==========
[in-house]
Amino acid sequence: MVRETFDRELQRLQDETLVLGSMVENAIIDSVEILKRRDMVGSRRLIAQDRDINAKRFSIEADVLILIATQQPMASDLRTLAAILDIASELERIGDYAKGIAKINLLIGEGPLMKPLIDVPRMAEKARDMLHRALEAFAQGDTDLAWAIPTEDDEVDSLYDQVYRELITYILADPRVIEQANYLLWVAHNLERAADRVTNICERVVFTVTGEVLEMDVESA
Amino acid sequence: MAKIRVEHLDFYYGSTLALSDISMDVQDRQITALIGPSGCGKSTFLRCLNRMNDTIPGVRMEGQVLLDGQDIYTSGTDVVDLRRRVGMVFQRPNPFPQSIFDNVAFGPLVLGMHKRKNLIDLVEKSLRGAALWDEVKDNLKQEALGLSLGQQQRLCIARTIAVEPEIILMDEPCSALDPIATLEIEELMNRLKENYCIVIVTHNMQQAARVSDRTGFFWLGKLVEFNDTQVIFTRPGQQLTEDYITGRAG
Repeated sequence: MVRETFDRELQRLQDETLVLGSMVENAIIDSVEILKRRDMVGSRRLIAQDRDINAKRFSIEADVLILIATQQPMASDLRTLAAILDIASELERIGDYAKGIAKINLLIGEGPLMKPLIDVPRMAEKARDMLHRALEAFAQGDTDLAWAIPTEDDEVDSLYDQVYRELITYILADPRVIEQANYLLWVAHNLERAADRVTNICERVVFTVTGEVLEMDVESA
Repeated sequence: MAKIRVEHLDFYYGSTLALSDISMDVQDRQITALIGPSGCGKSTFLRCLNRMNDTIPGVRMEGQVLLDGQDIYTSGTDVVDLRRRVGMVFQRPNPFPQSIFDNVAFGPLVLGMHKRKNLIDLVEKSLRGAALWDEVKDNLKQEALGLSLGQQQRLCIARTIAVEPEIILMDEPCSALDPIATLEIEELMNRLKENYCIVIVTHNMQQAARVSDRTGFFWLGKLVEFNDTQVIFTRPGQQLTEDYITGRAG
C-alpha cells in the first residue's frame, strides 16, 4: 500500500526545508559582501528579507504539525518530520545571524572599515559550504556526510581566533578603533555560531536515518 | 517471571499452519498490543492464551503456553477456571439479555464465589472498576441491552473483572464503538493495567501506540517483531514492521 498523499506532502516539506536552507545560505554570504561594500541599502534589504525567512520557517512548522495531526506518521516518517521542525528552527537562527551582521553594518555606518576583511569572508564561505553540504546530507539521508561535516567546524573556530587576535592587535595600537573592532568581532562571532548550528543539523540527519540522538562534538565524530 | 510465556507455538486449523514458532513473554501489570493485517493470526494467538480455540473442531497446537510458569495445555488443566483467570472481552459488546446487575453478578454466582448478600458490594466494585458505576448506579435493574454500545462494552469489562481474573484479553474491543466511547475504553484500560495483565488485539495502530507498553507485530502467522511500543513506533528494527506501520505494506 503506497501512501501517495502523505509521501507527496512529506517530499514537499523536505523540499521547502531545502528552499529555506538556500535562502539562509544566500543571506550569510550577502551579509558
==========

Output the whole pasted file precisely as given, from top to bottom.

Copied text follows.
[in-house]
Amino acid sequence: MVRETFDRELQRLQDETLVLGSMVENAIIDSVEILKRRDMVGSRRLIAQDRDINAKRFSIEADVLILIATQQPMASDLRTLAAILDIASELERIGDYAKGIAKINLLIGEGPLMKPLIDVPRMAEKARDMLHRALEAFAQGDTDLAWAIPTEDDEVDSLYDQVYRELITYILADPRVIEQANYLLWVAHNLERAADRVTNICERVVFTVTGEVLEMDVESA
Amino acid sequence: MAKIRVEHLDFYYGSTLALSDISMDVQDRQITALIGPSGCGKSTFLRCLNRMNDTIPGVRMEGQVLLDGQDIYTSGTDVVDLRRRVGMVFQRPNPFPQSIFDNVAFGPLVLGMHKRKNLIDLVEKSLRGAALWDEVKDNLKQEALGLSLGQQQRLCIARTIAVEPEIILMDEPCSALDPIATLEIEELMNRLKENYCIVIVTHNMQQAARVSDRTGFFWLGKLVEFNDTQVIFTRPGQQLTEDYITGRAG
Repeated sequence: MVRETFDRELQRLQDETLVLGSMVENAIIDSVEILKRRDMVGSRRLIAQDRDINAKRFSIEADVLILIATQQPMASDLRTLAAILDIASELERIGDYAKGIAKINLLIGEGPLMKPLIDVPRMAEKARDMLHRALEAFAQGDTDLAWAIPTEDDEVDSLYDQVYRELITYILADPRVIEQANYLLWVAHNLERAADRVTNICERVVFTVTGEVLEMDVESA
Repeated sequence: MAKIRVEHLDFYYGSTLALSDISMDVQDRQITALIGPSGCGKSTFLRCLNRMNDTIPGVRMEGQVLLDGQDIYTSGTDVVDLRRRVGMVFQRPNPFPQSIFDNVAFGPLVLGMHKRKNLIDLVEKSLRGAALWDEVKDNLKQEALGLSLGQQQRLCIARTIAVEPEIILMDEPCSALDPIATLEIEELMNRLKENYCIVIVTHNMQQAARVSDRTGFFWLGKLVEFNDTQVIFTRPGQQLTEDYITGRAG
C-alpha cells in the first residue's frame, strides 16, 4: 500500500526545508559582501528579507504539525518530520545571524572599515559550504556526510581566533578603533555560531536515518 | 517471571499452519498490543492464551503456553477456571439479555464465589472498576441491552473483572464503538493495567501506540517483531514492521 498523499506532502516539506536552507545560505554570504561594500541599502534589504525567512520557517512548522495531526506518521516518517521542525528552527537562527551582521553594518555606518576583511569572508564561505553540504546530507539521508561535516567546524573556530587576535592587535595600537573592532568581532562571532548550528543539523540527519540522538562534538565524530 | 510465556507455538486449523514458532513473554501489570493485517493470526494467538480455540473442531497446537510458569495445555488443566483467570472481552459488546446487575453478578454466582448478600458490594466494585458505576448506579435493574454500545462494552469489562481474573484479553474491543466511547475504553484500560495483565488485539495502530507498553507485530502467522511500543513506533528494527506501520505494506 503506497501512501501517495502523505509521501507527496512529506517530499514537499523536505523540499521547502531545502528552499529555506538556500535562502539562509544566500543571506550569510550577502551579509558